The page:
To expand on the safety and quality monitoring of Smile Train Express, one of the cleft surgeons on the Medical Advisory Board for Smile Train offered to grade the cleft surgeries based on the result of the procedure. According to Mullaney’s blog, grading the surgeries was difficult since the surgeon had to take the severity of the cleft, and any prior cleft operations into account. Mullaney explained that the grader put a system in place to review photos from before and after the procedure without knowing which surgeon performed it or the country where the surgery occurred. That system allowed Smile Train to provide quality ratings for every surgeon who was participating in the program, which allowed for more customized training and education. Smile Train found that the surgeons in developing countries were performing a high volume of surgeries due to the high local demand for cleft operations, which gave them an immense amount of practice. The quality ratings for the volunteering surgeons from the US that work with Smile Train were often lower than the local ones in developing countries because they had many opportunities to practice and develop their skills.

In 2008, Smile Train produced Smile Pinki, a documentary film about a young girl in India living with a cleft lip, which won an Academy Award for Best Short Subject Documentary. The film primarily tells the story of Pinki Sonkar, a patient who receives cleft surgery after facing discrimination for her cleft lip. The film also features Ghutaru, another child whose cleft affected his speech and kept him out of school before he received a cleft surgery. The documentary spreads awareness on the difficulties that children with clefts face and displays how organizations like Smile Train offer cleft surgery to children in the developing world who could otherwise not afford it.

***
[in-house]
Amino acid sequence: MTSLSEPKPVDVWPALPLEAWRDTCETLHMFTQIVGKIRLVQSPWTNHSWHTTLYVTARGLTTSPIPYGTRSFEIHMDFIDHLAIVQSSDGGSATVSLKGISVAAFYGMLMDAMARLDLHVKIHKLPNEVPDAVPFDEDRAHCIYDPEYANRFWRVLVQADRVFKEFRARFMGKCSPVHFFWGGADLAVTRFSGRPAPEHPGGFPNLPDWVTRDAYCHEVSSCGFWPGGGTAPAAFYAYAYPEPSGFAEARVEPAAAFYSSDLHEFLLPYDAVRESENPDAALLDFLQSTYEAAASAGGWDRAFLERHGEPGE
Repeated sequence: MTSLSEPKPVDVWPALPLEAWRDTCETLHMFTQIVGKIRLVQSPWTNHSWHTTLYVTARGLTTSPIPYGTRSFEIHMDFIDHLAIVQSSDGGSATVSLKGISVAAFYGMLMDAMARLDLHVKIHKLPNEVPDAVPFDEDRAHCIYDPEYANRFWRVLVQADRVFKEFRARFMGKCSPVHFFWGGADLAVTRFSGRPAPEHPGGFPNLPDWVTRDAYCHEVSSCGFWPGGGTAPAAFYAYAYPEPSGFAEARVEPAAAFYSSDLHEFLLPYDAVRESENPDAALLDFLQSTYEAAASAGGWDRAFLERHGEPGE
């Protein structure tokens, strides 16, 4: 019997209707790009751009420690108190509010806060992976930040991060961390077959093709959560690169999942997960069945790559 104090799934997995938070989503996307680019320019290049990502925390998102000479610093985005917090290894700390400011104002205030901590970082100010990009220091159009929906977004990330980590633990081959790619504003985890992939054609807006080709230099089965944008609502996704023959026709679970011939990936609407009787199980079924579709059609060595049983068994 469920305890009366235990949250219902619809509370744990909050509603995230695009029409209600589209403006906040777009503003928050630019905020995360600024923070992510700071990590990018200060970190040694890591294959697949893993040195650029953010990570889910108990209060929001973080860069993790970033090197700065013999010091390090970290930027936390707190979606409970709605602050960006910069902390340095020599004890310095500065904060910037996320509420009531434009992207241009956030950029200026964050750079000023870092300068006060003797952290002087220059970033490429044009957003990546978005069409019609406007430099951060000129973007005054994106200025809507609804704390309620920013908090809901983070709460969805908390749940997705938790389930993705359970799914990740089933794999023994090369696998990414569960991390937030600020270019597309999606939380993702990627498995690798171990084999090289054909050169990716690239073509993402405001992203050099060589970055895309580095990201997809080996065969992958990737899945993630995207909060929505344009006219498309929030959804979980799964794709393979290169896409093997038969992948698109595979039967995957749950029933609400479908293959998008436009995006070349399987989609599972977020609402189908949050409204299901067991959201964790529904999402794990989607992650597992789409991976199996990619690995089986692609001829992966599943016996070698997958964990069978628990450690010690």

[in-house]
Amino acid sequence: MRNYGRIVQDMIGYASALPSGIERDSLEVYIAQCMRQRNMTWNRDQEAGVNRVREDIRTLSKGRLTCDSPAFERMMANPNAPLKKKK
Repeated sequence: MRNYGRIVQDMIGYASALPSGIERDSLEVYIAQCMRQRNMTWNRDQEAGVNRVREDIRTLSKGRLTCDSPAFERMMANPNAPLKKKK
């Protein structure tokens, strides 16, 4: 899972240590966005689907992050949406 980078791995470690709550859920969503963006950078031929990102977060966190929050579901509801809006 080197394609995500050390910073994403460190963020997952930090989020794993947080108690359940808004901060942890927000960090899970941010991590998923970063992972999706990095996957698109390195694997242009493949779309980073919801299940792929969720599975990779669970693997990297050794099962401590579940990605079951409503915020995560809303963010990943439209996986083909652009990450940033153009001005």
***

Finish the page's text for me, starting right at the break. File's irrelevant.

Then in 2011, Smile Train and Operation Smile announced a merger of the two cleft charity organizations, but the merger never actually occurred. According to The New York Times, the goal of the merger was to help as many children with clefts as possible. However, their differing business models and financial disagreements caused conflict that ultimately prevented the merger from occurring. The New York Times also states that Smile Train donors and board members were not in unanimous approval of the decision to merge the two cleft organizations.

According to The New York Times, in 2012, Mullaney and Wang disagreed on where to allocate financial resources within Smile Train, after which Mullaney left the organization. Mullaney pushed for expanding Smile Train’s mission to perform operations repairing other abnormalities such as burn scars or club foot, which is a birth defect where the foot develops in a twisted position. However, Wang did not agree with pursuing operations for those other missions within Smile Train. Mullaney left Smile Train in 2012 and began to pursue a way to treat other birth defects in need of treatment. According to GlobeNewswire, that year, he co-founded another charity organization, WonderWork, which focused on providing surgeries and treatments for children with clubfoot, burns, and blindness.